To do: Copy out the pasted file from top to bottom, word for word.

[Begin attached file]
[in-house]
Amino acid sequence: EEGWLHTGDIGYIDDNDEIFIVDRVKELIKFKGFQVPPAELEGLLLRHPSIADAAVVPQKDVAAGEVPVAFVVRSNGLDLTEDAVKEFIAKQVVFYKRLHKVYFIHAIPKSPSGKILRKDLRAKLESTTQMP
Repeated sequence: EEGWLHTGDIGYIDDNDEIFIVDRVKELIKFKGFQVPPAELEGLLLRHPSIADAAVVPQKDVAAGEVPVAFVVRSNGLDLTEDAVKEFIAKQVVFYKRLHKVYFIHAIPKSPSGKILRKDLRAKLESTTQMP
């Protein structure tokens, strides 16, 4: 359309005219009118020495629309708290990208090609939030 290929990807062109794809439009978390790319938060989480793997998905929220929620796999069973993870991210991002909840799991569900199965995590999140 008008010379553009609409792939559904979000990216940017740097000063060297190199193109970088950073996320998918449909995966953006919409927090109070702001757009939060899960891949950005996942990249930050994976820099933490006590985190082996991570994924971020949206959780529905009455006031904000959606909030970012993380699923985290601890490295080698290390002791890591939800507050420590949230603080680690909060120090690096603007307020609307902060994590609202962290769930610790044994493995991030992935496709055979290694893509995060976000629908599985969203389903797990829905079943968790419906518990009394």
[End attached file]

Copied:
[in-house]
Amino acid sequence: EEGWLHTGDIGYIDDNDEIFIVDRVKELIKFKGFQVPPAELEGLLLRHPSIADAAVVPQKDVAAGEVPVAFVVRSNGLDLTEDAVKEFIAKQVVFYKRLHKVYFIHAIPKSPSGKILRKDLRAKLESTTQMP
Repeated sequence: EEGWLHTGDIGYIDDNDEIFIVDRVKELIKFKGFQVPPAELEGLLLRHPSIADAAVVPQKDVAAGEVPVAFVVRSNGLDLTEDAVKEFIAKQVVFYKRLHKVYFIHAIPKSPSGKILRKDLRAKLESTTQMP
């Protein structure tokens, strides 16, 4: 359309005219009118020495629309708290990208090609939030 290929990807062109794809439009978390790319938060989480793997998905929220929620796999069973993870991210991002909840799991569900199965995590999140 008008010379553009609409792939559904979000990216940017740097000063060297190199193109970088950073996320998918449909995966953006919409927090109070702001757009939060899960891949950005996942990249930050994976820099933490006590985190082996991570994924971020949206959780529905009455006031904000959606909030970012993380699923985290601890490295080698290390002791890591939800507050420590949230603080680690909060120090690096603007307020609307902060994590609202962290769930610790044994493995991030992935496709055979290694893509995060976000629908599985969203389903797990829905079943968790419906518990009394």